RMIT Editing Assignment – Critical Reflection

Impact

As soon as we edit something we are making a choice about the story we are telling. What do we want the viewer to see or not to see? What type of ‘truth’, ‘reality’ or fiction are we attempting to convey? In film there are two key methods or approaches to editing, continuity editing and montage editing. Continuity editing is the dominant editing mode for mainstream films and television. Here the editing is made as non-intrusive as possible to create a logical coherence of time and place. Montage editing does not seek to hide the edit transitions rather it makes apparent the juxtaposition of shots often to create an association of ideas rather than attempt to recreate reality.

Montage editing was a driving force in the development of filmmaking techniques arising out of the work of Soviet filmmakers in the 1920s. These politically driven innovators were looking for a way of communication not based on the narratives of traditional theatre, grounded as it was on a sequential narrative that maintained a temporal and spatial logic. Eisenstein shot this to pieces with his use of montage, which he described as ‘an idea that arises from the collision of independent shots’ (S Eisenstein, A Dialectic Approach to Film Form, essay from Film Form, 1949, New York). Eisenstein’s film Battleship Potemkin (1925) is seen as a great example of montage. Another extremely graphic and powerful example is his film Strike (1925) where the violent assault on striking workers is intercut with the slaughter of cattle.

For this assignment I have used montage editing. My previous experience with editing has been working on my documentary ‘I’d Rather be Surfing’ which was shot in an expository style. I have used montage for this piece to extend my editing experience but also to respond to the challenge of incorporating somewhat random content based on different topics collected over the semester. The title of this short video is Play Ball.

The initial single take group video showed a young woman eventually succeeding at shooting a basketball through a hoop. I have also used a sourced video of a young boy focusing with great concentration on shooting a basket. I repeat this shot in slow motion segments throughout the clip to create a sense of anticipation as he and the others take aim and shoot at the basket.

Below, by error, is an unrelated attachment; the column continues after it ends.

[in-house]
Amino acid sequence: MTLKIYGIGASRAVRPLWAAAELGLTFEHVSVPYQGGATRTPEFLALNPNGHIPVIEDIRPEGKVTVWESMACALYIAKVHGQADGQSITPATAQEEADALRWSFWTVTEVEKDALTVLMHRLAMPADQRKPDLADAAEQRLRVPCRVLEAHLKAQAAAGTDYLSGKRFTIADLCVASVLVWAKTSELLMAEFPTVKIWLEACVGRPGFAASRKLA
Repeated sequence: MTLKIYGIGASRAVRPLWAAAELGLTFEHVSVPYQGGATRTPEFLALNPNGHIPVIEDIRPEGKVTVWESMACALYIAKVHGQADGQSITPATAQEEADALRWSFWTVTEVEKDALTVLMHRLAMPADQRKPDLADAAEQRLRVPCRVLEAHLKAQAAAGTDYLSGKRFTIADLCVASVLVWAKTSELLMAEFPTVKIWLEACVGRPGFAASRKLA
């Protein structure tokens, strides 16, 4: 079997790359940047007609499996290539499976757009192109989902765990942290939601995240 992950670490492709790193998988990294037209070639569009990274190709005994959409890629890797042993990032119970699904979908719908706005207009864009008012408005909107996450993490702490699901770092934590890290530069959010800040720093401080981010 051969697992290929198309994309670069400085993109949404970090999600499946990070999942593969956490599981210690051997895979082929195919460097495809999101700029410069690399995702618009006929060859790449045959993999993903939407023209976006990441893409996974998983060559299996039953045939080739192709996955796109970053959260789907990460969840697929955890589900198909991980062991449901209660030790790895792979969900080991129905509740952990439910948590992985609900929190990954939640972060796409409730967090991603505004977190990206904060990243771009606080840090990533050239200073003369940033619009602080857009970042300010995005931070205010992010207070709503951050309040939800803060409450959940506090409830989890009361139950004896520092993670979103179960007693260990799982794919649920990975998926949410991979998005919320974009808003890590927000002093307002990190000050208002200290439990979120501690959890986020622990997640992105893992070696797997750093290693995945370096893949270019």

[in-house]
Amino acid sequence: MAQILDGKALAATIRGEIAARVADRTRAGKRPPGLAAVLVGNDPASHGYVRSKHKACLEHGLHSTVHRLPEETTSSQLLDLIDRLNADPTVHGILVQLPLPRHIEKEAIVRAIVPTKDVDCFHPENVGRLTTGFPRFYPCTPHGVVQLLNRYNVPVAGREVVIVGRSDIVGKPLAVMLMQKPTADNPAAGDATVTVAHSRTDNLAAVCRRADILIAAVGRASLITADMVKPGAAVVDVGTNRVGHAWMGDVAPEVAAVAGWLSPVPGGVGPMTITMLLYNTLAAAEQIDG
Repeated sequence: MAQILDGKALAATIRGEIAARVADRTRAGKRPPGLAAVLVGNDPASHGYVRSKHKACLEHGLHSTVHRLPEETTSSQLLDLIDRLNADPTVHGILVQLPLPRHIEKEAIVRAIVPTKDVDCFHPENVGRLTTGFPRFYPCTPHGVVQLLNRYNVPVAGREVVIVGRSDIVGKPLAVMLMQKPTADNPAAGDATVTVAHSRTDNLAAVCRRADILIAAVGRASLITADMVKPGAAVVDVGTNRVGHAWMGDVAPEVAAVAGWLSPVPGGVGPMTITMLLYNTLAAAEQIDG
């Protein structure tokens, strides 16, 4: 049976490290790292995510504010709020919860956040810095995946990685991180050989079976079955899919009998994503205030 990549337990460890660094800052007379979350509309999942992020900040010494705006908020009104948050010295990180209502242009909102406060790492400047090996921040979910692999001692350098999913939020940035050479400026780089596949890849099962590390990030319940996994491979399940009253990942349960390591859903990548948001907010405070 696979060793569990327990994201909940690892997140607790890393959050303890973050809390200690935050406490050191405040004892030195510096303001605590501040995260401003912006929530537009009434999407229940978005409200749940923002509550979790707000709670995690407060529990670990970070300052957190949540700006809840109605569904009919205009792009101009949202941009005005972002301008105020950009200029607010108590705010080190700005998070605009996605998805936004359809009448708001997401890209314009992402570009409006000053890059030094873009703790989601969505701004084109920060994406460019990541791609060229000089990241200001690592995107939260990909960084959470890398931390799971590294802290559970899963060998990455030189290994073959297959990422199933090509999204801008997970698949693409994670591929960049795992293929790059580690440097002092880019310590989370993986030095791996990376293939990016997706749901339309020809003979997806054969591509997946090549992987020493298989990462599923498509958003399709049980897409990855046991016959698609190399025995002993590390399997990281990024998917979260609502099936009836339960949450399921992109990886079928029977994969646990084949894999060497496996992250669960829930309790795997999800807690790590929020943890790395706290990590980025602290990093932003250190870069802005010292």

I have collided sounds of basketball, of children at play, of men playing basketball and of urban travel together with images of a young boy, a young man and a young woman attempting to shoot a basket.I incorporated my images of workers in an office whose memories of and longing for play are evoked when they are offered to pose with a basketball. I chose a fast paced, hip-hop sound track to pull this all together.

The montage editing brings together random elements around the focused intensity of the young boy shooting the basket. Its layered sounds bring together the world of work and play and the penultimate slow motion shot contrasts well with the fast pace of the rest of the piece.

Credits for Play Ball

As part of this assignment I have used my own content as well as content provided with permission. The content I have sourced online can be found below.

Music

Dublin Forever, by Dan-O at DanoSongs.com

Additional Audio

Indoor Basketball by Tomlija

Basketball Bounce, Freesfx as per End User License Agreement

Basketball swishing through hoop, Freesfx as per End User License Agreement

Additional Stills

A Tram in Downtown Melbourne, by FreeAussieStock.com,  Creative Commons Attribution 3.0

Basketball hoop by Washington and Jefferson College, Wikimedia Commons, Creative Commons Attribution-Share Alike

Basketball shot, US Navy,  Public Domain

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